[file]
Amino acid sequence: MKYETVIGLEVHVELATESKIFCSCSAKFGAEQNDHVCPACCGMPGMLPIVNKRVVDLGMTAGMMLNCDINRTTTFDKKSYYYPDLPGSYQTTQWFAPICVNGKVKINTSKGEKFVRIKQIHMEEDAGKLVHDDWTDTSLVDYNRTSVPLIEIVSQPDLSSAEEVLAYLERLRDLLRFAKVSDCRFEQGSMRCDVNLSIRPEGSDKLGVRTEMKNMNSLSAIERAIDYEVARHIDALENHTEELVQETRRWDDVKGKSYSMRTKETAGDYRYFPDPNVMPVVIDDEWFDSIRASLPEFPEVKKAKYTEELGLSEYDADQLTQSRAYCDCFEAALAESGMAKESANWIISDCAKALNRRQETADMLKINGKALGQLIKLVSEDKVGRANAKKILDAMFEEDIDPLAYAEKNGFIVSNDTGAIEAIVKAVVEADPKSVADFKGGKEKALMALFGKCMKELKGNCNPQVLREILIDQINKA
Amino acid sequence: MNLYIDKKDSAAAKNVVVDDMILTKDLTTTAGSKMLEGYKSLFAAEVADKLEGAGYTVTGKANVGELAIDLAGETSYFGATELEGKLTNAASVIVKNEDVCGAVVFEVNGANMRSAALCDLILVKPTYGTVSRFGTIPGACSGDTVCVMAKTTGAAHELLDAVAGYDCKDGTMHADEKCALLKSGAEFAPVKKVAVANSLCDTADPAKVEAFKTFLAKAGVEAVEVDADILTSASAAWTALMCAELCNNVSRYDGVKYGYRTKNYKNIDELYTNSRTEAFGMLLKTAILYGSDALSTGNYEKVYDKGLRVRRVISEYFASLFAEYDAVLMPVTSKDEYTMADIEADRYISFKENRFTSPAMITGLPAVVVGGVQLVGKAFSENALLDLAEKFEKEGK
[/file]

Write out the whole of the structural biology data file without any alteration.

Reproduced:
Amino acid sequence: MKYETVIGLEVHVELATESKIFCSCSAKFGAEQNDHVCPACCGMPGMLPIVNKRVVDLGMTAGMMLNCDINRTTTFDKKSYYYPDLPGSYQTTQWFAPICVNGKVKINTSKGEKFVRIKQIHMEEDAGKLVHDDWTDTSLVDYNRTSVPLIEIVSQPDLSSAEEVLAYLERLRDLLRFAKVSDCRFEQGSMRCDVNLSIRPEGSDKLGVRTEMKNMNSLSAIERAIDYEVARHIDALENHTEELVQETRRWDDVKGKSYSMRTKETAGDYRYFPDPNVMPVVIDDEWFDSIRASLPEFPEVKKAKYTEELGLSEYDADQLTQSRAYCDCFEAALAESGMAKESANWIISDCAKALNRRQETADMLKINGKALGQLIKLVSEDKVGRANAKKILDAMFEEDIDPLAYAEKNGFIVSNDTGAIEAIVKAVVEADPKSVADFKGGKEKALMALFGKCMKELKGNCNPQVLREILIDQINKA
Amino acid sequence: MNLYIDKKDSAAAKNVVVDDMILTKDLTTTAGSKMLEGYKSLFAAEVADKLEGAGYTVTGKANVGELAIDLAGETSYFGATELEGKLTNAASVIVKNEDVCGAVVFEVNGANMRSAALCDLILVKPTYGTVSRFGTIPGACSGDTVCVMAKTTGAAHELLDAVAGYDCKDGTMHADEKCALLKSGAEFAPVKKVAVANSLCDTADPAKVEAFKTFLAKAGVEAVEVDADILTSASAAWTALMCAELCNNVSRYDGVKYGYRTKNYKNIDELYTNSRTEAFGMLLKTAILYGSDALSTGNYEKVYDKGLRVRRVISEYFASLFAEYDAVLMPVTSKDEYTMADIEADRYISFKENRFTSPAMITGLPAVVVGGVQLVGKAFSENALLDLAEKFEKEGK